As can be seen from the above a polymer must form a molecular bond with the paint surface before the application of a Carnauba wax, otherwise the solvents that are formulated in the wax may compromise the bonding and durability of the polymer sealant
A wax or sealant can only reflect what is underneath it, so a clean, level well-prepared surface is the most important consideration (85% of a surfaces reflectivity is its preparation) along with applied product clarity.
Using a Foam Applicator
To apply wax without surface abrasion use soft foam (80 PPI) Lake County CCS Wax Applicator is the excellent tool. Applying wax has never been easier. There are waxes that need to be applied with bare hands, but for other paste waxes use the above foam pad applicator.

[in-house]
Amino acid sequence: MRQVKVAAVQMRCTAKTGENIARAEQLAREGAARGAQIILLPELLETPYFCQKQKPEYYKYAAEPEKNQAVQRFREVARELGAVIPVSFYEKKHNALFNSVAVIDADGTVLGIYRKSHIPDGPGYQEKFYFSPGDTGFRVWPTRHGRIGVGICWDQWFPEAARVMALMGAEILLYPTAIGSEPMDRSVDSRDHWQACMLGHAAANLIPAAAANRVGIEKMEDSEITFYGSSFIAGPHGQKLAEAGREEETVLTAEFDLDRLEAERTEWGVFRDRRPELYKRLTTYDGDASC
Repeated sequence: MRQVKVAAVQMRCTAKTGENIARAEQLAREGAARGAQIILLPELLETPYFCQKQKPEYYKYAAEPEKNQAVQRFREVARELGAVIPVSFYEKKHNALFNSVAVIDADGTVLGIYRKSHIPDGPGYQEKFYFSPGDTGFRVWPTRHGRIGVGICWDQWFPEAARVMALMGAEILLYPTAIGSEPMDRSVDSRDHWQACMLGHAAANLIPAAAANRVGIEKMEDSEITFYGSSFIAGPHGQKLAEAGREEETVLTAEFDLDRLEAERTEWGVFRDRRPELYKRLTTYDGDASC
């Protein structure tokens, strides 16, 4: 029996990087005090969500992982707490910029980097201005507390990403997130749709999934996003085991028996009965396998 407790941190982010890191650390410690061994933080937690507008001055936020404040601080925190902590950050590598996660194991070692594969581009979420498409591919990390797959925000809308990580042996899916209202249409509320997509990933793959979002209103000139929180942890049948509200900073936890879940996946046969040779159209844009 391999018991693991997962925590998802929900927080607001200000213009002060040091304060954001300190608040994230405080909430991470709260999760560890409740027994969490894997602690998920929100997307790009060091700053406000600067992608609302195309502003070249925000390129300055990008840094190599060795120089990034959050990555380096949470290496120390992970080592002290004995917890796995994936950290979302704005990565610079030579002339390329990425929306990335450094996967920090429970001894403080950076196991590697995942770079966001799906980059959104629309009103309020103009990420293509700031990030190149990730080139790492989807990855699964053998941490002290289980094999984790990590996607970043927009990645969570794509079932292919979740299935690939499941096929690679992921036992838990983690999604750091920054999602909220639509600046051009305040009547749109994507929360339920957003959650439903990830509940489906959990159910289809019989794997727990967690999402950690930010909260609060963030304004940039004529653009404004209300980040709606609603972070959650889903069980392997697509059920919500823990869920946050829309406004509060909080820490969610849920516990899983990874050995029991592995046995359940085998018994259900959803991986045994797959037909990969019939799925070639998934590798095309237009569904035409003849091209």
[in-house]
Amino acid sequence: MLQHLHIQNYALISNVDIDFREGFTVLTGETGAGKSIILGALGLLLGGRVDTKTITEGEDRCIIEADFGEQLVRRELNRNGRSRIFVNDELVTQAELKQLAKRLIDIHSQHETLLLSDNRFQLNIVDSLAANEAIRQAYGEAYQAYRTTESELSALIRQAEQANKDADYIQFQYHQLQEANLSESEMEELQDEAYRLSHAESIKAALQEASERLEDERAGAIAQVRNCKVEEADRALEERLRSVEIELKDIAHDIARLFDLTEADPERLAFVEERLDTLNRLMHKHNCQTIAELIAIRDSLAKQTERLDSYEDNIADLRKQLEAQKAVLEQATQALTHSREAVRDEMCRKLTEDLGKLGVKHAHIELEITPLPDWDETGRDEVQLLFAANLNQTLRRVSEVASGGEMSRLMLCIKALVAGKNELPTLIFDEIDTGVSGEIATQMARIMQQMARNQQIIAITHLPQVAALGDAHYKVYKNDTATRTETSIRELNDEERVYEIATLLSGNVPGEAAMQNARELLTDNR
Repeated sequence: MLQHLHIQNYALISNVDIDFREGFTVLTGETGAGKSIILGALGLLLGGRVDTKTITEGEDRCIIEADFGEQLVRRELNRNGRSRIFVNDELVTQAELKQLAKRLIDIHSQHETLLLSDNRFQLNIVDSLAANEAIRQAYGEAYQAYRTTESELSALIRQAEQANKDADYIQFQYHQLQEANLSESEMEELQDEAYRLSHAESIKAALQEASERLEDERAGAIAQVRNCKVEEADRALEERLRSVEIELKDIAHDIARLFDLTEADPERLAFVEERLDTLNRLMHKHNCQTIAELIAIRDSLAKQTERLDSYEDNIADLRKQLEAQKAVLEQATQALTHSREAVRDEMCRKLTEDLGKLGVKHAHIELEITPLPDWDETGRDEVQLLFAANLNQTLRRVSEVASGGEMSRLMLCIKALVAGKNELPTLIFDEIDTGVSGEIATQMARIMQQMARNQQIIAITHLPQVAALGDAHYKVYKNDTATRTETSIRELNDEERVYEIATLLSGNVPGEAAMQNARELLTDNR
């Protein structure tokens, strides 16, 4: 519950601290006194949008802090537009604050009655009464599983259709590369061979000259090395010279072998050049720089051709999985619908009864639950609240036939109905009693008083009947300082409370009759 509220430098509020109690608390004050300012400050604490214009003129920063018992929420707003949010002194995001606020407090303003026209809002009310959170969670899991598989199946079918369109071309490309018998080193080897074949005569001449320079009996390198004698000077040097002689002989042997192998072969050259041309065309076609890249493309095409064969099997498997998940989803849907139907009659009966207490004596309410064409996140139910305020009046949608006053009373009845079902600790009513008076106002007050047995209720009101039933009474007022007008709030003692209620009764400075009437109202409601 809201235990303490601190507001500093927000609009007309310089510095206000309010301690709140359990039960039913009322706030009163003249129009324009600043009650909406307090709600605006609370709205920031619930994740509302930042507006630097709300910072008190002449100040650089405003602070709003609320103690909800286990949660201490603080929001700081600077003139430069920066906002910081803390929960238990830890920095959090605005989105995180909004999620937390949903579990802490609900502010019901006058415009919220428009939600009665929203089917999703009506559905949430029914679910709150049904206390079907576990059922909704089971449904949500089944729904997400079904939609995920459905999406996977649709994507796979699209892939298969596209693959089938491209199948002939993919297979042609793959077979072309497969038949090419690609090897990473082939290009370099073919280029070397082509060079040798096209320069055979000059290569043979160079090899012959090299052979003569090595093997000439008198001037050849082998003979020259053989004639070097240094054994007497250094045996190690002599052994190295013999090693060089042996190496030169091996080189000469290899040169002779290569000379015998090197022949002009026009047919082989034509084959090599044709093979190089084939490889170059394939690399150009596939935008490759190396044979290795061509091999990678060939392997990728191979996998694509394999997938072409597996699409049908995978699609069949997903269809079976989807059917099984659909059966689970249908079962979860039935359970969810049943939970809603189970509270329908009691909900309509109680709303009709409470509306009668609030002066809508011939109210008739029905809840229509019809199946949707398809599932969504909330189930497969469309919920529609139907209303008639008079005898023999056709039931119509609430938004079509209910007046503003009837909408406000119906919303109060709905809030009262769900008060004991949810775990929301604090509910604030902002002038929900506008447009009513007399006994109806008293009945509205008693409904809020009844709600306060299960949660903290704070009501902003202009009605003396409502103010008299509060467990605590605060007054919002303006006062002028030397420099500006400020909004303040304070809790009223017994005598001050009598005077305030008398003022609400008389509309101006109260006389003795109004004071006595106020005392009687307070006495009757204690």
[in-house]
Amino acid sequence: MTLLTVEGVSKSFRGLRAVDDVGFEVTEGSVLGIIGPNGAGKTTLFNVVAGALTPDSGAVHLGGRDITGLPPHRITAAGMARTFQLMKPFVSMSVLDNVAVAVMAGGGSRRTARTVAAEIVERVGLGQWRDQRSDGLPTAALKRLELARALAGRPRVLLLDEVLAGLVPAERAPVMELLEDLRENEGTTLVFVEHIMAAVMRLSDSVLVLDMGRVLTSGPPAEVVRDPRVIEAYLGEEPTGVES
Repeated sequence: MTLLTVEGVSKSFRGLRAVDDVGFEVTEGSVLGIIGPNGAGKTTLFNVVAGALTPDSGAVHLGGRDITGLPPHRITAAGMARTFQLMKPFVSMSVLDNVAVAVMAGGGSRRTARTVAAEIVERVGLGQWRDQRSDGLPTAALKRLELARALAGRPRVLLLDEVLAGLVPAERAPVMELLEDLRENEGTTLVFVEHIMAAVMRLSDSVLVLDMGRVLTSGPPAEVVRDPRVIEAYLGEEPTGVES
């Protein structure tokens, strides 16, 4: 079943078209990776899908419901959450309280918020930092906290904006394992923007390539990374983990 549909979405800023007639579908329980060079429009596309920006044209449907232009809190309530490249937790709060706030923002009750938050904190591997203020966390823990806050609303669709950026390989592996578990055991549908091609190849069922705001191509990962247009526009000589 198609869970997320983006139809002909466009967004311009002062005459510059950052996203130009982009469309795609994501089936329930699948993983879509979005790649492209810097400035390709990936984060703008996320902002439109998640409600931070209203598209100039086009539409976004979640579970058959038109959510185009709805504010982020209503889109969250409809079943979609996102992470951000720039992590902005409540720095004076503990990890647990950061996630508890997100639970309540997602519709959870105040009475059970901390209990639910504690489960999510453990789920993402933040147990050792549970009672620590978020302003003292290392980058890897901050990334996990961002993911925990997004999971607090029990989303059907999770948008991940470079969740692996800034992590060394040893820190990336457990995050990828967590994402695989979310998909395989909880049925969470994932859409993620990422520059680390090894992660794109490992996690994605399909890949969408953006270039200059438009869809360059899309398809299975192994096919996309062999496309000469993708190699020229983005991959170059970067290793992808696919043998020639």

Lake County CCS Wax Applicator – the collapsed cell structure foam pad is designed to comfortably and naturally fit in your hands. With increased pressure to the foam pad more product is applied to the surface; this translates to a more even application and more efficient use of the product.
Applying Paste Wax
1. Always apply to a freshly washed, clean (detailer’s clay) and dry paint surface
2. Dip applicator into wax container with a gentle wiping motion to get a small amount of wax on your (damp or dry, see mfg instructions) foam or micro fibre towel applicator, then using a flat hand (not finger tips) and light pressure rub it onto your car in a thin coat
3. Always apply wax in a thin, repeat, thin layer (See note 4) two overlapping coats will ensure complete coverage (for multi-layer application see Spit-shine)